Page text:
The Next Big Thing In Digital Marketing; Adapt or Die…
“It is not the strongest of the species that survives, nor the most intelligent, but the one most adaptable to change.” The Origin of Species, Charles Darwin.
As a content creator for a digital marketing agency, keeping a keen eye on the horizon for ‘the next big thing’ is not only interesting, it’s crucial to staying relevant. As Darwin states, ‘change’ is an astonishing ability, to adapt to your surroundings is to make the most of your environment.
Adapt or Die – Digital Marketing 101
Although Darwin was referring to the natural world in The Origin of Species, this same sentence can be applied to this digital world with equal relevance, the only difference being that things change within days in the digital world, not millennia.
First, we have to understand the context of the digital marketing environment. In 2014, for the first time in human history, mobile use overtook fixed internet access and all reports indicate it will steadily incline. This albeit expected discovery, cemented what many marketing agencies have been pushing towards for years, mobile marketing is no longer a maybe but rather a must.
Adding to the setting of the digital marketing backdrop is how these mobile users interact and methods they prefer to use. Nielsen, a research facility studied consumers in 47 European markets, and across more than 100 countries around the world. The study found that a whopping 89% of consumer media time takes place within mobile apps, whilst 11% in mobile web. Whether you’re browsing social media, email or a new publication, users prefer app browsing.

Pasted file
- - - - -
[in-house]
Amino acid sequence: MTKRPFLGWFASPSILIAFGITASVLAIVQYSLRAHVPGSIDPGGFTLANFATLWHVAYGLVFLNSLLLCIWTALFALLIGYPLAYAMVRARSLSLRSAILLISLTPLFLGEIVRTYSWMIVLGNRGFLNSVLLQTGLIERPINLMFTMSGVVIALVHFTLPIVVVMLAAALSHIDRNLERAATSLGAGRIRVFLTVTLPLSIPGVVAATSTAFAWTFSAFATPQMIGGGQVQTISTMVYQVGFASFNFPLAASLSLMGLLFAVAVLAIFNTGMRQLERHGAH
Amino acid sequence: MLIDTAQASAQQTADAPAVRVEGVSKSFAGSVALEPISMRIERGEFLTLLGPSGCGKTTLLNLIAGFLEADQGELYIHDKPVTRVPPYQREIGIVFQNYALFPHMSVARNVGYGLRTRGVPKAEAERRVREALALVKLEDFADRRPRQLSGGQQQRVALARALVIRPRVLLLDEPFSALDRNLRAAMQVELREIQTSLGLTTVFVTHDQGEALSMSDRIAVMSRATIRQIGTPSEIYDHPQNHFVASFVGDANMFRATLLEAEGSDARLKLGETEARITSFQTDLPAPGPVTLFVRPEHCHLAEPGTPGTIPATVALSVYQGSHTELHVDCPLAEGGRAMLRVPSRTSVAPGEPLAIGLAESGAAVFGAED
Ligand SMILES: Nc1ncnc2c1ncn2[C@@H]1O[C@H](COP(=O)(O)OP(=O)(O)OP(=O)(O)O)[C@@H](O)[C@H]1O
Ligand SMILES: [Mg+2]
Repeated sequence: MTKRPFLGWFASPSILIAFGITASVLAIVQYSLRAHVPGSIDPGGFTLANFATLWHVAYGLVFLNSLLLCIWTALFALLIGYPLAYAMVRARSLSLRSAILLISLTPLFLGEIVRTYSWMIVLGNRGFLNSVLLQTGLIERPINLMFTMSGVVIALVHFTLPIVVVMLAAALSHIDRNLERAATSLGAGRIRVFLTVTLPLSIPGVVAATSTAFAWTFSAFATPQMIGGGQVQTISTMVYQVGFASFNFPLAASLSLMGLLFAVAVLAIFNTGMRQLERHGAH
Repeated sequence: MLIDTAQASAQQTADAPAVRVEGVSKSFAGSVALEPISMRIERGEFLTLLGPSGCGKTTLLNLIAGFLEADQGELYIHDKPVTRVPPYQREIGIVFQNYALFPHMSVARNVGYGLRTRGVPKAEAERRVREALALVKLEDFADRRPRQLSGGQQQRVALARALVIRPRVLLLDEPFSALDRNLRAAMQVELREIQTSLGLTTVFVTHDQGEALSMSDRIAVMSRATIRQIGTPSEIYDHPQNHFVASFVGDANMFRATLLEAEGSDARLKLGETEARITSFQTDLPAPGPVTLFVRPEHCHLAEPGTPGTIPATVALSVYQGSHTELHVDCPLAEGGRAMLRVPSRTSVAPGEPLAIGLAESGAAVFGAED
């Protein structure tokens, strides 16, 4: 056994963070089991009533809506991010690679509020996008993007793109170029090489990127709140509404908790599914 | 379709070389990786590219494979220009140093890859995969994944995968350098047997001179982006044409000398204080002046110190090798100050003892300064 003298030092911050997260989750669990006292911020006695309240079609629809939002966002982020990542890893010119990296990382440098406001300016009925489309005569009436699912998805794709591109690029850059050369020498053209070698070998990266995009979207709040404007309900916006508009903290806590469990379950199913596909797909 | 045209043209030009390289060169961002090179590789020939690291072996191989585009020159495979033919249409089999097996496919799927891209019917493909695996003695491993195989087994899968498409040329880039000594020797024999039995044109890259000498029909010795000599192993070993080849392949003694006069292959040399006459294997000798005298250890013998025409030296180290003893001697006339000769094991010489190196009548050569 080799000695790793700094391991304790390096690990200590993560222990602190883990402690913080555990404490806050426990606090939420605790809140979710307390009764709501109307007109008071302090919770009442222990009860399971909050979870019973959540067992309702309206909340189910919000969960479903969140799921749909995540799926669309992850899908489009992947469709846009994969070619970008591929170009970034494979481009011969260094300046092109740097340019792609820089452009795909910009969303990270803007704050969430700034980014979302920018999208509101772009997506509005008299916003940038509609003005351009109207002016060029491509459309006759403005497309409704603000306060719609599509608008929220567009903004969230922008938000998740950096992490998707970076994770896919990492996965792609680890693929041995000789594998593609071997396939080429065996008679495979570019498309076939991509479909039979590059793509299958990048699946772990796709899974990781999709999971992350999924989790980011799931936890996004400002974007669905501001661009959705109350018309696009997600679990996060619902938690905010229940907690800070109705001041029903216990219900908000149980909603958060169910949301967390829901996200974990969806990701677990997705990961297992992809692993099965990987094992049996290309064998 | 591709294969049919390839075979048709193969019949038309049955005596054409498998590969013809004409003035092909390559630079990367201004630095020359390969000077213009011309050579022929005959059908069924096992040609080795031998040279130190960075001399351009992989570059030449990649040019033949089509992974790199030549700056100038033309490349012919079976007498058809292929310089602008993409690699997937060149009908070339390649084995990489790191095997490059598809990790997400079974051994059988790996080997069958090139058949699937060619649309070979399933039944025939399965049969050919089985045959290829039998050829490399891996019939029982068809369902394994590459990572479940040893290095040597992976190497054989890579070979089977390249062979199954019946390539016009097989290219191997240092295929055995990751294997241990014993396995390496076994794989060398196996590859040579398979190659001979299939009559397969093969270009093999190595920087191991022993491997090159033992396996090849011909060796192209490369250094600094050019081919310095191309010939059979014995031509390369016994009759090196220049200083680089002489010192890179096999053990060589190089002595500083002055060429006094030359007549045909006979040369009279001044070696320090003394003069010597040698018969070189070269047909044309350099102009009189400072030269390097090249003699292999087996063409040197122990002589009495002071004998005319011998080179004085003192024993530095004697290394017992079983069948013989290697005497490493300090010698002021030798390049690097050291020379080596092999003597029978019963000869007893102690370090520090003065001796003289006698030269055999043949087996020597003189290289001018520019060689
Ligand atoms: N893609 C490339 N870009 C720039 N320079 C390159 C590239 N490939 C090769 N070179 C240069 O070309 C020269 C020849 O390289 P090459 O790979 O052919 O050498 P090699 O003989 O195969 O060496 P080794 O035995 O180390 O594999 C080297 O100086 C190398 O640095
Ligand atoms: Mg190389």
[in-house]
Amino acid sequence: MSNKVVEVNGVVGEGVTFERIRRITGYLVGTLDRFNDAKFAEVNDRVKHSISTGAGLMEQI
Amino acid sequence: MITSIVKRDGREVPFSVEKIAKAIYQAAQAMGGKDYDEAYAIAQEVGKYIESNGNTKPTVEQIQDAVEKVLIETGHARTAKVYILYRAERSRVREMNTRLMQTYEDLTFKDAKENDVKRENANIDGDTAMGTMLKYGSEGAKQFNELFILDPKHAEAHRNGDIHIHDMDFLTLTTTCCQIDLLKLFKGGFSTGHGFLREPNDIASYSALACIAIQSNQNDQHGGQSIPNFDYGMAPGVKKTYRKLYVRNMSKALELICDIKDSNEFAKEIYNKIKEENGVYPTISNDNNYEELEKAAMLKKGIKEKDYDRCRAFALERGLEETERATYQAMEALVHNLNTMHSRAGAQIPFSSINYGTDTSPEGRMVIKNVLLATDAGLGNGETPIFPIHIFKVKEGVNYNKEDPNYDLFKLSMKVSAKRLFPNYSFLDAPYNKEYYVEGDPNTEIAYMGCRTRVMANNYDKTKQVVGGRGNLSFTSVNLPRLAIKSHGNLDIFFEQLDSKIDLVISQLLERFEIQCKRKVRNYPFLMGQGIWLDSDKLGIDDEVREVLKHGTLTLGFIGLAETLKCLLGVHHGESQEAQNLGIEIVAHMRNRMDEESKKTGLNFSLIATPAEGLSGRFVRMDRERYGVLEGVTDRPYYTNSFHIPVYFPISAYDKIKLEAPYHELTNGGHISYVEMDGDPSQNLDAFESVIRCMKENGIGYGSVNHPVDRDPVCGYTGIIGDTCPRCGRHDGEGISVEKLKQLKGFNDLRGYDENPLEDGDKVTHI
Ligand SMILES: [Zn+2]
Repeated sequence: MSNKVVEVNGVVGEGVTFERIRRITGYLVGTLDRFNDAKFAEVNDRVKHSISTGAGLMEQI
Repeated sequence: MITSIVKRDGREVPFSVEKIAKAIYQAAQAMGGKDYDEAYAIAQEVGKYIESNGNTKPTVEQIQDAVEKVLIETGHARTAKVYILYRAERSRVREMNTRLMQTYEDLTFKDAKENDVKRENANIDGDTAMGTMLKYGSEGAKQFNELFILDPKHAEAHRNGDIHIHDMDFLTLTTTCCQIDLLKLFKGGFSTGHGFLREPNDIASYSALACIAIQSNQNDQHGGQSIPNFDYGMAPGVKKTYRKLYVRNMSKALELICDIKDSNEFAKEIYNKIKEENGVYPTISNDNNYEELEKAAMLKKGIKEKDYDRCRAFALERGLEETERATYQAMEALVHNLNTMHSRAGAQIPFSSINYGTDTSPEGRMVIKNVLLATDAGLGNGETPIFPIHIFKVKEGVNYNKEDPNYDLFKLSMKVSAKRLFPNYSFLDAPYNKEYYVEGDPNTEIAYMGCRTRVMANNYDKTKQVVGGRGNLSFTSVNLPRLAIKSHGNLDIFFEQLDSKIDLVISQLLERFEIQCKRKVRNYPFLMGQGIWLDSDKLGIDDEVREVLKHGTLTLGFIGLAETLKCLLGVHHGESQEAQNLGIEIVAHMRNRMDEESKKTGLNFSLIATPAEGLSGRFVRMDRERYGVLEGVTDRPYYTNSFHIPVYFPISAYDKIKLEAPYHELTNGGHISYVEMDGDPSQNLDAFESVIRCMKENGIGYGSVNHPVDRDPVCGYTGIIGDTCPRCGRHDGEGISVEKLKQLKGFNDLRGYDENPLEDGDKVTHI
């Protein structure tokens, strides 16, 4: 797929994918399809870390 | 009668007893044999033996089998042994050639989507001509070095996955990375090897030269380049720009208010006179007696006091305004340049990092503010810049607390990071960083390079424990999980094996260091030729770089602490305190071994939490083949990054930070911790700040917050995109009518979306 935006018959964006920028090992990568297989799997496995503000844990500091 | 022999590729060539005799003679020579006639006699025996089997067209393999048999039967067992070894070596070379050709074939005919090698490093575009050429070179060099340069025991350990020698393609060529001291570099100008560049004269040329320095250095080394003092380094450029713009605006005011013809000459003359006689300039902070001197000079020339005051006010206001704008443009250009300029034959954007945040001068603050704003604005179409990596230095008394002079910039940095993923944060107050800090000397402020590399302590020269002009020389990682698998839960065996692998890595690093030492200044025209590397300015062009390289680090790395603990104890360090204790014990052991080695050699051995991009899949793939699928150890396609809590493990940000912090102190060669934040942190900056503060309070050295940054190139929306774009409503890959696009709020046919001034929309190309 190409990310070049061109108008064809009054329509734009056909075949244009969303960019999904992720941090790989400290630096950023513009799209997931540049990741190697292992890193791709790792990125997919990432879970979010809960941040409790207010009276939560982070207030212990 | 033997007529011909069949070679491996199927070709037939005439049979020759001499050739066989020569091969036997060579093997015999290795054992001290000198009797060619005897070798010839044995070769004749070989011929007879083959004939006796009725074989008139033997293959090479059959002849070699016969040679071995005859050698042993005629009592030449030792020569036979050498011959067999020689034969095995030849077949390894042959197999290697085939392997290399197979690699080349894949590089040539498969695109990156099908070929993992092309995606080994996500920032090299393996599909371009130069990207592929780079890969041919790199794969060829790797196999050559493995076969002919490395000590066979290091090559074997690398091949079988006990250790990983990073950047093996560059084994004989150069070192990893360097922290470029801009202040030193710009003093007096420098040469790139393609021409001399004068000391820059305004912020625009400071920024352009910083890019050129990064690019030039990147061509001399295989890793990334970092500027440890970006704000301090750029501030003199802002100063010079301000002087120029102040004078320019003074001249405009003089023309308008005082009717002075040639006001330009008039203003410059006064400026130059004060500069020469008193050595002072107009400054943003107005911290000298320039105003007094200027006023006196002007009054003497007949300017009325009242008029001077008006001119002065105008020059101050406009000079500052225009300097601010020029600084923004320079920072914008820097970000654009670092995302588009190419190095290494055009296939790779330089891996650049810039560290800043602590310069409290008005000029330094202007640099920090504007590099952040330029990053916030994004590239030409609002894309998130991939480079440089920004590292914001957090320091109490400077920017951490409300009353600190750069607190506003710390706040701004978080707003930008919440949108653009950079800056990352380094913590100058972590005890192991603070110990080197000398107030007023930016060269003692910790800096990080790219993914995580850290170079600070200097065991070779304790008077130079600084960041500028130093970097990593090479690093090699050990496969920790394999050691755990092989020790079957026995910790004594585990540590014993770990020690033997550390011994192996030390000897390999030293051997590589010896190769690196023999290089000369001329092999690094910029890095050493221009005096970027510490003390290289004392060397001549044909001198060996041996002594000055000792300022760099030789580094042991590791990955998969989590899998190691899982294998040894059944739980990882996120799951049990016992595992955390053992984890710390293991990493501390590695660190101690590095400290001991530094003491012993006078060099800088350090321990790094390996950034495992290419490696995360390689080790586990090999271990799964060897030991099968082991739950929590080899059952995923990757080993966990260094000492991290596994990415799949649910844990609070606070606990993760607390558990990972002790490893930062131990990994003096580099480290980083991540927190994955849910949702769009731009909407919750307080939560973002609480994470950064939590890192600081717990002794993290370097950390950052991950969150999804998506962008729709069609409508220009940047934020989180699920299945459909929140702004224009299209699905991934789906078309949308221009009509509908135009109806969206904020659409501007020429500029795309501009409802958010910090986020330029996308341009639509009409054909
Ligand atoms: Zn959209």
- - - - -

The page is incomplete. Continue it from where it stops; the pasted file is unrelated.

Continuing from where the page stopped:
So, mobile usage is quickly becoming our primary mode of access to information and social sites, what is next. Well, we’ve already seen a rocketing interest pour into multiple device access.
Let’s take Spotify for example.
Early 2015, Spotify unveiled a new feature which indicated its adaptation to the digital environment. A feature titled ‘Connect’ was released allowing a user to play music from the canon of Spotify’s music from WiFi connected speakers, TV’s, Laptops and other devices. This shift from single device usage to integrated cloud connection marks a move towards convenience and range. Now, at the tap of a button, a user has the ability to control the music in any room of their house. What’s more is that Spotify transformed its mobile app into a mobile remote control.
Now take Amazon’s approach to advertising, Amazon made a major technological step by taking its successful
Amazon achieved this feat by skimming as much from their tablet as possible, the low-quality tablet meant a fairly low price. This still wasn’t enough, in a move that I can only
Amazon and Spotify have understood the environment of the digital marketing world and adapted accordingly. It’s now almost July in 2016 and it certainly isn’t hard to imagine device and app connections.
So Mobile Marketing is the next big thing, right? – Wrong.
Mobile marketing was the next big thing in 2010-2014, the next big thing for marketers in 2016-2020 will be At-Home ads.
Imagine, the next time you’re low on milk, your fridge automatically sends you an update to your mobile phone, you click the notification, open the app and voila, you have half a pint of milk – scroll down and there may be ads for different milk brands placed below it.
With more and more home based devices becoming ‘smart’ and connected to the internet, it’s becoming easier to imagine digital marketing to specifically target home based devices. In fact, it can now cost as little as £15 to connect a device to the internet.
We’ve already directed ads into the very hands of our consumers, we can now do it through their home devices.
With the fast changing environment of the ad industry, it’s crucial to note that not only the formatting of ads will change, but so too will the content of the ads and the messages they push forth.
Advertising and Failure To Adapt.
October 2015 – President of global PepsiCo, Brad Jackman annihilates ad agencies for their outdated models and slow progress. He even went so far as to state – “can we stop using the term advertising, which is based on this model of polluting [content],” he said.” Read more by AdvertingAge.
With the millennial push for ad blocking software and the inefficiency of traditional advertising models, marketing has shifted away from disruptive or annoying ads and intelligent business owners have